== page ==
Lieu: Brunoy et visio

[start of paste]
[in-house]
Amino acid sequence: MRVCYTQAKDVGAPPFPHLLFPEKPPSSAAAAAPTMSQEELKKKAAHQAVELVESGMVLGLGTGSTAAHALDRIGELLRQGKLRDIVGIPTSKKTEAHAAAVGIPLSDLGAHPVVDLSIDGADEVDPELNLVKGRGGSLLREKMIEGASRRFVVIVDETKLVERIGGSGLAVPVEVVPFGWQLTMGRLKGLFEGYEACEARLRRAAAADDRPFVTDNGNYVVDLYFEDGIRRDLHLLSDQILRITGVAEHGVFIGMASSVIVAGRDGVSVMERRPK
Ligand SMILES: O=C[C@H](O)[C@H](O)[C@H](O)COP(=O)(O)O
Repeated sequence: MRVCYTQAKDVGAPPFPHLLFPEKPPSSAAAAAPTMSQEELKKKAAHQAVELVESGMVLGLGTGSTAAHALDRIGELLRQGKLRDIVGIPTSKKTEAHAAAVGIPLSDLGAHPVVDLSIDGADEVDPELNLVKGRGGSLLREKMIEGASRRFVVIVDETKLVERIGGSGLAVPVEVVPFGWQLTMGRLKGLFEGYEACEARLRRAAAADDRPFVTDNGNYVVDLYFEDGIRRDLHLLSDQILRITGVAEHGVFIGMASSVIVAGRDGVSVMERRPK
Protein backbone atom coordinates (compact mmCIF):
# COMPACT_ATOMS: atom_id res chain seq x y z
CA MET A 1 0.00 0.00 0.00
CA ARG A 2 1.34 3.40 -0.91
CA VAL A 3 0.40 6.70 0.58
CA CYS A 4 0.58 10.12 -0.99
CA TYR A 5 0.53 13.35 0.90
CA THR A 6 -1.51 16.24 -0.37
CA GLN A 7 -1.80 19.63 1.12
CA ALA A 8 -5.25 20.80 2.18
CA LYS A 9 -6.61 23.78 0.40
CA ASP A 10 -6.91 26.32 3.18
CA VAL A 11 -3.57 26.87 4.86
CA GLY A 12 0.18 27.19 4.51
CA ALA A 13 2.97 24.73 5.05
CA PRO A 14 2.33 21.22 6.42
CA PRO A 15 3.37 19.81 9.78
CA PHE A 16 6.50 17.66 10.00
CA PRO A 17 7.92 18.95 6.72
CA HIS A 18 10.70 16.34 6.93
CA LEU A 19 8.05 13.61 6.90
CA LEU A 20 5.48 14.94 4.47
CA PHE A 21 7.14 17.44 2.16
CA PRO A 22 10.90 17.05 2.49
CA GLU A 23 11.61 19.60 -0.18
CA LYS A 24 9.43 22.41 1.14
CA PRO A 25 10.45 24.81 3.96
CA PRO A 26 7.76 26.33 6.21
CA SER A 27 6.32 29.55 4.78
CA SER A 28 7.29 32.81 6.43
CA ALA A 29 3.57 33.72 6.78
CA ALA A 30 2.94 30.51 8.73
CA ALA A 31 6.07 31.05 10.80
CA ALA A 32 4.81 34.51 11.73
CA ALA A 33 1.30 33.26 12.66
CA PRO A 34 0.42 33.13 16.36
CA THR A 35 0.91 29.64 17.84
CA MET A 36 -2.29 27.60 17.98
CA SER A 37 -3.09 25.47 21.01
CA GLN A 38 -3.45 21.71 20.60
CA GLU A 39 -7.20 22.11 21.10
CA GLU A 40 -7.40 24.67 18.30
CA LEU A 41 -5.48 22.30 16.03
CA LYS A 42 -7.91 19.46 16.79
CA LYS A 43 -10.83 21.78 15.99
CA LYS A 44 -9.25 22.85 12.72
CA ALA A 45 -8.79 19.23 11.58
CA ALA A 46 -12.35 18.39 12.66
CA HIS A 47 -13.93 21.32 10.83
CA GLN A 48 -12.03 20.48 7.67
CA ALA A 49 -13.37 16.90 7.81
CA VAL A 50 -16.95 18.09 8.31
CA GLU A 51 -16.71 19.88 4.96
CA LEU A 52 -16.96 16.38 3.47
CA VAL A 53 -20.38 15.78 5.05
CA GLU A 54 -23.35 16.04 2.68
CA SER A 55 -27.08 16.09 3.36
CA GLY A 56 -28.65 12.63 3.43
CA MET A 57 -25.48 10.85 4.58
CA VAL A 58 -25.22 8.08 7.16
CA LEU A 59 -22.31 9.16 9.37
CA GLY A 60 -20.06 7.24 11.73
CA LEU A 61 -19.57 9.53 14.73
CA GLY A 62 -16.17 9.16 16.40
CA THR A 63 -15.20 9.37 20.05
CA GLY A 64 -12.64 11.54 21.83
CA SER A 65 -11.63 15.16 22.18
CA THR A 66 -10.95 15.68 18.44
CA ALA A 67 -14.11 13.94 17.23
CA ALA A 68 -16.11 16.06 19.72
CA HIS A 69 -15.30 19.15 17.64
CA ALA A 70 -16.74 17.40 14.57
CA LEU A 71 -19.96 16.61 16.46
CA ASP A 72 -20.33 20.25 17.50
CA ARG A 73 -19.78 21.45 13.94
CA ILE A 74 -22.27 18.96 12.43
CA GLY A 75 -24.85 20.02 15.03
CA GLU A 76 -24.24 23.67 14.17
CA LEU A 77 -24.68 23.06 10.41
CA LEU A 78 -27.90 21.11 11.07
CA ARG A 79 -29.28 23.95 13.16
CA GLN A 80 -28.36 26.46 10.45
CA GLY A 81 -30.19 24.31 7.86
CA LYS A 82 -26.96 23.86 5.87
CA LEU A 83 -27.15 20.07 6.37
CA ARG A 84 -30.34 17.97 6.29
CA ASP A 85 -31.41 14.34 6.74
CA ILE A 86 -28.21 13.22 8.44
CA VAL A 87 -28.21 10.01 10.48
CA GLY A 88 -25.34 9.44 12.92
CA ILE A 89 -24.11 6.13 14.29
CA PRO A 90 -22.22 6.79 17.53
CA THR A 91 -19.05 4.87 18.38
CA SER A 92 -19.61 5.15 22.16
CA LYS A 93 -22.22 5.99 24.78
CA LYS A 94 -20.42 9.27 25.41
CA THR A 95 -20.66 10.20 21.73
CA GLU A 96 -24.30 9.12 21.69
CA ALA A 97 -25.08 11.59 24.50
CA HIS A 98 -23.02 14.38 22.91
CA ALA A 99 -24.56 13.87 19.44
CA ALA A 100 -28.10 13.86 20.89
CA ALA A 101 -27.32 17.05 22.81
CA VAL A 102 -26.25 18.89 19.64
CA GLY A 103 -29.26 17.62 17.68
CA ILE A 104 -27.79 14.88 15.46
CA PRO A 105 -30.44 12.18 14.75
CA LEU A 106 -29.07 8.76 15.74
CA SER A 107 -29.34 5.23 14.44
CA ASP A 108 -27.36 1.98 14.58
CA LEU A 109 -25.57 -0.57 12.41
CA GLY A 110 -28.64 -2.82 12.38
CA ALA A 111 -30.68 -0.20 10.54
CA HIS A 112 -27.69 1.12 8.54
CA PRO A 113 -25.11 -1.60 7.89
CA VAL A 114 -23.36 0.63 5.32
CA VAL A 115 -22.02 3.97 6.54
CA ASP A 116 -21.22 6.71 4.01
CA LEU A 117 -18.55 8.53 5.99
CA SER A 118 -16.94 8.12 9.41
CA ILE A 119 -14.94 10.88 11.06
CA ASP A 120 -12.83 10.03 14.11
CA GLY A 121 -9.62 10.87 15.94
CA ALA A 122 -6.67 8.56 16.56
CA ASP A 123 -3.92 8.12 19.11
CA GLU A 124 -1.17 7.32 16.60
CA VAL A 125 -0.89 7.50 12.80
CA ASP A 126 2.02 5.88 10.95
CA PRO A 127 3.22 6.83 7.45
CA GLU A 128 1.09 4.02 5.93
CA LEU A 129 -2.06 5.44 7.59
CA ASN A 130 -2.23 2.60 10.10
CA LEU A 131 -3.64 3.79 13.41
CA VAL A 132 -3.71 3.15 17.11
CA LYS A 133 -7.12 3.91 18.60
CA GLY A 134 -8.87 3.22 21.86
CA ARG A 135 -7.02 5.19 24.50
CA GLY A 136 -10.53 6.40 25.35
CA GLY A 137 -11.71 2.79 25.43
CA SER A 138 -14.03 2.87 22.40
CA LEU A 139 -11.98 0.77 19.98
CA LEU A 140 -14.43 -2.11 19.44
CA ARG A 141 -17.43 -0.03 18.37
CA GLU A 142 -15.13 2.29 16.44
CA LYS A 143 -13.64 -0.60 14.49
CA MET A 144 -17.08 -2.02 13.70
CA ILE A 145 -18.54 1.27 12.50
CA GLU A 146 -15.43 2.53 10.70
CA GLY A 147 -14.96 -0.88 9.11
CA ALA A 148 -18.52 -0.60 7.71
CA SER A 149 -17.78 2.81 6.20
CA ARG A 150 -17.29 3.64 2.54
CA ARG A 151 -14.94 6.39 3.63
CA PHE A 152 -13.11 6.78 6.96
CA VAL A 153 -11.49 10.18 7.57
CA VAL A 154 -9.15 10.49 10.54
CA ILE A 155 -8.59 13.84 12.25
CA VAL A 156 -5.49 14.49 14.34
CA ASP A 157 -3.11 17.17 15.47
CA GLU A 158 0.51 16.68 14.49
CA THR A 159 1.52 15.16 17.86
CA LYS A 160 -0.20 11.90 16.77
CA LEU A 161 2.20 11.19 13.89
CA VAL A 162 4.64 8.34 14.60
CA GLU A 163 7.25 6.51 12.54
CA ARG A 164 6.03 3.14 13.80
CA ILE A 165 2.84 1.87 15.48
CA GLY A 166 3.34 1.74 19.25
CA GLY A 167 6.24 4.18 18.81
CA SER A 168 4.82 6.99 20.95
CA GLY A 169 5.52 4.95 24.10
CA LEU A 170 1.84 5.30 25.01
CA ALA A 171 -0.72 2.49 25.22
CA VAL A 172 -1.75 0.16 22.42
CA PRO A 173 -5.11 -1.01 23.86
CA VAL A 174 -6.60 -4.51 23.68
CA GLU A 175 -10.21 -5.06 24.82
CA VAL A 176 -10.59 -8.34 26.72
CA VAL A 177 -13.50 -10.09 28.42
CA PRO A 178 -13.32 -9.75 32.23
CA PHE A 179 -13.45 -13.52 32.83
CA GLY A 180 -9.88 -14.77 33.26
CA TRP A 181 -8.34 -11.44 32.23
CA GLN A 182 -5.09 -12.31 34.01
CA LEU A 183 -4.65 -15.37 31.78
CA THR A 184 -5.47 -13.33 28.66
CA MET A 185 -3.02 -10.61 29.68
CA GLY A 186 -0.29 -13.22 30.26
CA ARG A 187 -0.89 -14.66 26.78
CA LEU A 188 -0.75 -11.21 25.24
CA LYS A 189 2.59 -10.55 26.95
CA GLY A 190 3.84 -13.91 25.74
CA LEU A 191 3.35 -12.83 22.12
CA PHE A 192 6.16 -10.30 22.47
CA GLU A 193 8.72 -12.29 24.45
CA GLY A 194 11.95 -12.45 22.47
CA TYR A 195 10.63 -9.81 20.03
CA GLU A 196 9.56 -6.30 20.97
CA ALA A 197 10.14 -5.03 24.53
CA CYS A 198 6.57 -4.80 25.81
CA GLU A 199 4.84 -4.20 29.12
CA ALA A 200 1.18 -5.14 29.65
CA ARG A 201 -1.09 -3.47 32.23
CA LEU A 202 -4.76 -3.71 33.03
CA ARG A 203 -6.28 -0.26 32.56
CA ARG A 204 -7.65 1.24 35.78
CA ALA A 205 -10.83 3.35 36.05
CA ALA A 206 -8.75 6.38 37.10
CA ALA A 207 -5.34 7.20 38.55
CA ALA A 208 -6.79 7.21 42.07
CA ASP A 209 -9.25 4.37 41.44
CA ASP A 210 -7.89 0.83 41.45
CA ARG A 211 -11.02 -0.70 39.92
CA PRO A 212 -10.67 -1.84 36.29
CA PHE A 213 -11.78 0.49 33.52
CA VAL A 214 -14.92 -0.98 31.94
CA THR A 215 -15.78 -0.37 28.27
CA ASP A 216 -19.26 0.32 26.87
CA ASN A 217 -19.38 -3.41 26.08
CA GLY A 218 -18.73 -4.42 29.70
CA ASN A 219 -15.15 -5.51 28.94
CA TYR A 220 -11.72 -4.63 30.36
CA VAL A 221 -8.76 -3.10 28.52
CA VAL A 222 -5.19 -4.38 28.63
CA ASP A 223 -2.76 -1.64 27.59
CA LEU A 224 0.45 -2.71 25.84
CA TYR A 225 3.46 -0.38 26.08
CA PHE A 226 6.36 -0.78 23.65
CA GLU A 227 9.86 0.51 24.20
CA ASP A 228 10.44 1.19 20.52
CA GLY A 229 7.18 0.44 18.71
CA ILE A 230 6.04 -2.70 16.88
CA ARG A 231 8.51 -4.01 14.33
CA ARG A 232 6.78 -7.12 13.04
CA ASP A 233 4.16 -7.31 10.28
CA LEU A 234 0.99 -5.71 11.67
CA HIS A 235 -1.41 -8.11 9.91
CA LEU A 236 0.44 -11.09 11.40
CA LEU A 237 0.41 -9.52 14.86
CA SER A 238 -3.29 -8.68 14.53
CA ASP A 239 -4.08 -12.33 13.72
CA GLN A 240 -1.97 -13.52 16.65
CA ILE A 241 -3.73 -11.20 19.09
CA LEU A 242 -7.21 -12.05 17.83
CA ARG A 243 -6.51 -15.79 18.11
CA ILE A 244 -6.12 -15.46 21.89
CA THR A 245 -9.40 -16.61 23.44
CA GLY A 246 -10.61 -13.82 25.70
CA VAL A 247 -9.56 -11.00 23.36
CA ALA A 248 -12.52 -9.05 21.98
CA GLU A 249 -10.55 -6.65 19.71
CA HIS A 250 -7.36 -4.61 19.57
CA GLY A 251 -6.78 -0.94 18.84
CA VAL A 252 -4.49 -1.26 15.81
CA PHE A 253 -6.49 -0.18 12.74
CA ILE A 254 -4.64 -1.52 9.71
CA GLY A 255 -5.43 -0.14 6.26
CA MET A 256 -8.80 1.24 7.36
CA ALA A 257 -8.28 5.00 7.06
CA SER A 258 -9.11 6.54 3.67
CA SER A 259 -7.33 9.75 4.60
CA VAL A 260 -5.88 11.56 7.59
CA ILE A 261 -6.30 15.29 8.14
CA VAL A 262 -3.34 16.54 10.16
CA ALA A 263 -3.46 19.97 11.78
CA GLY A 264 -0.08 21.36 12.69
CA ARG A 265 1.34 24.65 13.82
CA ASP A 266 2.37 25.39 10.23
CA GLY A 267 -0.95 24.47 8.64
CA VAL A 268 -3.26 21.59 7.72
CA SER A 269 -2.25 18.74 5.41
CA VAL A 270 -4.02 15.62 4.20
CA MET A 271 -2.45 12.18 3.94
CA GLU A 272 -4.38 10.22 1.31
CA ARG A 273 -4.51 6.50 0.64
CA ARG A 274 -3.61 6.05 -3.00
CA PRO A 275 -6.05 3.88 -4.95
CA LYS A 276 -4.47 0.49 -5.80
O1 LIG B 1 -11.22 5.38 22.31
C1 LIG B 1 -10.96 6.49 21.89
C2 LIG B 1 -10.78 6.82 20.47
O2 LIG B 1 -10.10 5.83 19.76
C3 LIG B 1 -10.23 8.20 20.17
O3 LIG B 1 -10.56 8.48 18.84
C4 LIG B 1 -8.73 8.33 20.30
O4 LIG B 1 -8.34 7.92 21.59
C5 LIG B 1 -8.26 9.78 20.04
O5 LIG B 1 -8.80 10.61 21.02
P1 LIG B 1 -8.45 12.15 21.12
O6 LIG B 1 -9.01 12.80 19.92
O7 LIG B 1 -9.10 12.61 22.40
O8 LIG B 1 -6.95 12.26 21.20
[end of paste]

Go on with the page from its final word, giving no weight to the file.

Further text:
AbstractDespite its name, the Order Carnivora is composed of mammals with various dietary habits. Many are primarily carnivorous, while others are omnivorous, and some are even frugivorous. In this project the spatial, temporal, and dietary resource use of carnivorans are investigated in Puerto Princesa Subterranean River National Park, a UNESCO World Heritage Site in Palawan Island, Philippines. On the understory of different habitats, 19 camera traps were set approximately 1-2 kilometers from each other. These took photos for 24 hours a day for up to 120 days each from March to July 2022. A total of 8470 photos were taken and 19 different species of vertebrates were identified. This included 5 carnivoran species: the binturong (Arctictis binturong), common palm civet (Paradoxurus philippinensis), collared mongoose (Urva semitorquata), Sunda leopard cat (Prionailurus javanensis), and Palawan stink-badger (Mydaus marchei). Since not much is known about the ecology of these cryptic animals in the Philippines, a great deal of the data from this study is novel. Future directions of this study include camera trapping in the canopy and analysis of their potential spatial, temporal and dietary niche partitioning.